The brain is the body’s most powerful organ, and when a mass of abnormal cells develops in the brain, it can severely impact a person’s well-being and threaten one’s life. Brain tumours can begin from any part of the brain and be cancerous (malignant) or non-cancerous (benign). Cancer can sometimes start in another body part and eventually spread to the brain. When cancer spreads from another organ to the brain, it is called a ‘metastatic brain tumour’, where 40 per cent of all malignancies spread to the brain. Studies have shown that there are over 120 types of brain tumours, which depend on where they originate.
The occurrence of brain tumours in India is steadily rising. The International Association of Cancer Registries (IARC) has reported that brain-related tumours are 5-10 per 100,000 people, and an increasing number of cases of brain tumours each year are among people of varied age groups. Recently, IARC has ranked brain tumours as the tenth most common kind of tumour among Indians. The organisation has reported more than 28,000 brain tumour cases, and over 24,000 people die from brain tumours annually.
At a neurologist consultation, you will learn that primary brain tumours originate in the brain or surrounding tissues, such as in the meninges or brain-covering membranes, cranial nerves, and pituitary or pineal glands. In adults, primary brain tumours are less common than secondary brain tumours, in which cancer begins in other areas and spreads to the brain. They form when normal cells develop and mutate in their DNA. The cell’s DNA contains instructions for the cell, and the mutations tell a cell what to do. Eventually, the mutations tell the cells to grow and multiply rapidly and to out-survive the healthy cells. As a result, the mass of abnormal cells becomes a brain tumour.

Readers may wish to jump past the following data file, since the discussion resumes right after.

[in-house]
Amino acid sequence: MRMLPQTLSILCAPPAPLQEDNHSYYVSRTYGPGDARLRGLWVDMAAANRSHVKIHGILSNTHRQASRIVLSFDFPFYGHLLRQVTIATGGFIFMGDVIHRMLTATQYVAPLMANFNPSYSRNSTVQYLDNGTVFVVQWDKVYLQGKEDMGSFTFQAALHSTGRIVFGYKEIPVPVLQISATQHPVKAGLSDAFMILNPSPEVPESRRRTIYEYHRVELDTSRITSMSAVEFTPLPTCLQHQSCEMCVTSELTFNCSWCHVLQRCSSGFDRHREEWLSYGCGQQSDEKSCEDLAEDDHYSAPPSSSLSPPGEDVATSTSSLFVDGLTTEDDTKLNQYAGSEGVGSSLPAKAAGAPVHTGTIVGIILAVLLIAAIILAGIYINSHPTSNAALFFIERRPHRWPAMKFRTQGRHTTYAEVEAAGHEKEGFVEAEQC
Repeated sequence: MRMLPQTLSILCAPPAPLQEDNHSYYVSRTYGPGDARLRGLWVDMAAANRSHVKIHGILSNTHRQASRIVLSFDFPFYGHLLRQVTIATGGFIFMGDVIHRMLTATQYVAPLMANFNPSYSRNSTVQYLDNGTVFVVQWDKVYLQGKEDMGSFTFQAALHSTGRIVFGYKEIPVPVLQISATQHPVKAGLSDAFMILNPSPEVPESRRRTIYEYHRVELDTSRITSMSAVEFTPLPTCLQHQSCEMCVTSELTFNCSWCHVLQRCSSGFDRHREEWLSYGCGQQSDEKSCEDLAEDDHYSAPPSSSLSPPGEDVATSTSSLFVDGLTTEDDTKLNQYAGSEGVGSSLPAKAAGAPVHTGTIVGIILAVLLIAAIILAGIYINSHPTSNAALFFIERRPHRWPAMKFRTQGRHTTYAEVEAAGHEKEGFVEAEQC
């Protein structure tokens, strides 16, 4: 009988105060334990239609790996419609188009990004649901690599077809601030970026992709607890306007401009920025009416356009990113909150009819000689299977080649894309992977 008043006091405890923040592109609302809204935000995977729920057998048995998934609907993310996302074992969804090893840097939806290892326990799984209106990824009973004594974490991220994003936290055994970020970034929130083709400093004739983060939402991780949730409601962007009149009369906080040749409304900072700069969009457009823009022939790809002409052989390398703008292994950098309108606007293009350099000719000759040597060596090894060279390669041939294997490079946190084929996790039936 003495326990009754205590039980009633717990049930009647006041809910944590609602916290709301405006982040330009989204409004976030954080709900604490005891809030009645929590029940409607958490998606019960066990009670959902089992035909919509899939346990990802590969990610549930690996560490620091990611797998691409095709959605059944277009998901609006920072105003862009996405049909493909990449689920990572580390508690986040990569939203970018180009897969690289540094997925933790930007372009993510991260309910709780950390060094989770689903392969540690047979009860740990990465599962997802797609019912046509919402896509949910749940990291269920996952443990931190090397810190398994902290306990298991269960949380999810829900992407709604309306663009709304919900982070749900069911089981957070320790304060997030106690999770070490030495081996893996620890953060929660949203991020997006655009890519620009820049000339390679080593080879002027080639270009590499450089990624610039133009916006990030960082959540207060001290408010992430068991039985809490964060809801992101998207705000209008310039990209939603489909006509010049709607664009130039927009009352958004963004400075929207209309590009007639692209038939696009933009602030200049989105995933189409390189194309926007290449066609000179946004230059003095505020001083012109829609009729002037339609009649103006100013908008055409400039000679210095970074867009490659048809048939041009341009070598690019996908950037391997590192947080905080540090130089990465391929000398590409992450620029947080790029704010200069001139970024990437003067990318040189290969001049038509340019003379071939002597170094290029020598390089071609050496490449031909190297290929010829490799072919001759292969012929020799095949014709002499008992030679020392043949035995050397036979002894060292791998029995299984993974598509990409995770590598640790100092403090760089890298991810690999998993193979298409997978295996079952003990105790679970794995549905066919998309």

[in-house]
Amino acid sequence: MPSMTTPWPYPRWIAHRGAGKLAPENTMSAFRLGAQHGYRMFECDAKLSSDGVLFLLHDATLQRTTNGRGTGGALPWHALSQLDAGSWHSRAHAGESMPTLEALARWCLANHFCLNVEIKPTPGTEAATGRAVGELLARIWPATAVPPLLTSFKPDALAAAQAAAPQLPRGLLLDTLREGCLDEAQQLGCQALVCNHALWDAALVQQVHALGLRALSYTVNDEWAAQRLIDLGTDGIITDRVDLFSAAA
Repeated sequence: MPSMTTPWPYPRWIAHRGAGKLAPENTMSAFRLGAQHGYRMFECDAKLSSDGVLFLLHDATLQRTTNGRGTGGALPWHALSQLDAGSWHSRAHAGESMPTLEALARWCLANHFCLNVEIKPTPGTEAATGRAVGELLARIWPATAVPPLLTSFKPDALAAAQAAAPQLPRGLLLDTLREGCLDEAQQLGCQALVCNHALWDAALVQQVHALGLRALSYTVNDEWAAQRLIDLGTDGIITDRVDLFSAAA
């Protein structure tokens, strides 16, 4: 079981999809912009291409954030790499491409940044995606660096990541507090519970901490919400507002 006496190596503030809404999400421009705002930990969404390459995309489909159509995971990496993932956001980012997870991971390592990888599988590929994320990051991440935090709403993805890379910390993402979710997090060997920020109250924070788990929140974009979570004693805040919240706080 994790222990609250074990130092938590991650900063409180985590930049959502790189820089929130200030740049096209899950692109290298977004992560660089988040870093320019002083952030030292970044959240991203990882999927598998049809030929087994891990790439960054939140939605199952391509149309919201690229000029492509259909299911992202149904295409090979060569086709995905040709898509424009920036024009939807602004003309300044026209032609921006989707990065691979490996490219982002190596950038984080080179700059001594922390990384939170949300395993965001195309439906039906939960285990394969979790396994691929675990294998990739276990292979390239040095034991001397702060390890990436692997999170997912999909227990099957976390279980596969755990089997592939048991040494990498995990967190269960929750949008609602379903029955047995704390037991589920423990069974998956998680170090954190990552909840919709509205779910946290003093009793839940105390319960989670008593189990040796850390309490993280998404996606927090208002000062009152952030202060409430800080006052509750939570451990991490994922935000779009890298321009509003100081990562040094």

Research by medical experts has been unable to confirm definitive primary brain tumour causes. Although some risk factors have been identified, scientists can still not determine why a brain tumour has appeared. At a neurologist consultation, you will learn whether you are born with changes in your genes. The mutations in a cell’s DNA lead to abnormal growth (uncontrolled division), but due to the complexities in individual cases, what causes these mutations is likely to vary between individuals.
Environmental factors like exposure to X-ray radiation or previous cancer treatment may trigger damage in other cases. A few rare, inherited genetic conditions are also associated with brain tumours.
Brain tumour versus lesion
A brain tumour is a brain lesion describing any area of damaged tissue. All tumours are lesions, but not all lesions are tumours. Stroke, injury, and other conditions can trigger other brain lesions.
Brain Tumour versus brain cancer
All brain cancers are tumours, but not all brain tumours are cancerous. Non-cancerous brain tumours are called benign brain tumours.
At times, those with a brain tumour may not experience the typical signs and symptoms usually observed in patients. Sometimes, the brain tumour symptom may be a different medical condition that is not a brain tumour.
Brain tumour symptoms can be general or specific. A general manifestation can be due to the tumour’s pressure on the brain or spinal cord. Specific symptoms are typically when a particular part of the brain is not functioning adequately because of the tumour. Many people with brain tumours were diagnosed when they booked an appointment for a neurologist consultation and were put through a series of tests. The signs of a brain tumour vary and depend on the brain tumour’s size, location, and growth rate.
Patients may experience the following general brain tumour symptoms:
• Different types of seizures, like single or multiple muscle twitches, jerks, spasms
• Loss of consciousness, followed by twitching and body contractions
• Loss of control of body functions like bladder control
• Personality or memory changes
• Changes in ability to walk or perform regular or daily routines
Brain tumour symptoms specific to the tumour location include:
• Pressure or headache near the tumour.
• Cerebellum: There will be a loss of balance and difficulty with motor skills, which is linked to a tumour in the frontal and temporal lobes of the cerebrum. The brain tumour also affects speech, hearing, and memory or shows problems understanding or retrieving words. It can also affect your emotional state and trigger aggressiveness.